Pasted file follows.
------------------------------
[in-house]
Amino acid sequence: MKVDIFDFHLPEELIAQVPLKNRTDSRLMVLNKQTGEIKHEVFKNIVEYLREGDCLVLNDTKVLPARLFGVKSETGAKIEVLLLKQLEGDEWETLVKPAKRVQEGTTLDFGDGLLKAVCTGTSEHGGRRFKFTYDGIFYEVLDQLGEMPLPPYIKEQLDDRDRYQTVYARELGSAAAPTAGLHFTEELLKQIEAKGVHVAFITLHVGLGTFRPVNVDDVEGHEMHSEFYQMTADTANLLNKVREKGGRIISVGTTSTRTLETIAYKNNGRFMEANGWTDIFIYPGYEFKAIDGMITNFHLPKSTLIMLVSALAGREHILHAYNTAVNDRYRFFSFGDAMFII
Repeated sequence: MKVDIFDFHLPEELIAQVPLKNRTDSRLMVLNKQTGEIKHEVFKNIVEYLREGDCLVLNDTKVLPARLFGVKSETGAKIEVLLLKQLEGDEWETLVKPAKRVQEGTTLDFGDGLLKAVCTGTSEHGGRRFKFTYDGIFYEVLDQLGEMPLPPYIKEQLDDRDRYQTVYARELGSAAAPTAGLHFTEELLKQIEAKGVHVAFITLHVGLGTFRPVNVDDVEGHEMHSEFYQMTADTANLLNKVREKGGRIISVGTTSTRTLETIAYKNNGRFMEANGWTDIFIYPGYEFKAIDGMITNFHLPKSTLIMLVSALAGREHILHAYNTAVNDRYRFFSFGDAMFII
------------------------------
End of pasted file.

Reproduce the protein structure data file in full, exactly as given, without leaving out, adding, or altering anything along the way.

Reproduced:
[in-house]
Amino acid sequence: MKVDIFDFHLPEELIAQVPLKNRTDSRLMVLNKQTGEIKHEVFKNIVEYLREGDCLVLNDTKVLPARLFGVKSETGAKIEVLLLKQLEGDEWETLVKPAKRVQEGTTLDFGDGLLKAVCTGTSEHGGRRFKFTYDGIFYEVLDQLGEMPLPPYIKEQLDDRDRYQTVYARELGSAAAPTAGLHFTEELLKQIEAKGVHVAFITLHVGLGTFRPVNVDDVEGHEMHSEFYQMTADTANLLNKVREKGGRIISVGTTSTRTLETIAYKNNGRFMEANGWTDIFIYPGYEFKAIDGMITNFHLPKSTLIMLVSALAGREHILHAYNTAVNDRYRFFSFGDAMFII
Repeated sequence: MKVDIFDFHLPEELIAQVPLKNRTDSRLMVLNKQTGEIKHEVFKNIVEYLREGDCLVLNDTKVLPARLFGVKSETGAKIEVLLLKQLEGDEWETLVKPAKRVQEGTTLDFGDGLLKAVCTGTSEHGGRRFKFTYDGIFYEVLDQLGEMPLPPYIKEQLDDRDRYQTVYARELGSAAAPTAGLHFTEELLKQIEAKGVHVAFITLHVGLGTFRPVNVDDVEGHEMHSEFYQMTADTANLLNKVREKGGRIISVGTTSTRTLETIAYKNNGRFMEANGWTDIFIYPGYEFKAIDGMITNFHLPKSTLIMLVSALAGREHILHAYNTAVNDRYRFFSFGDAMFII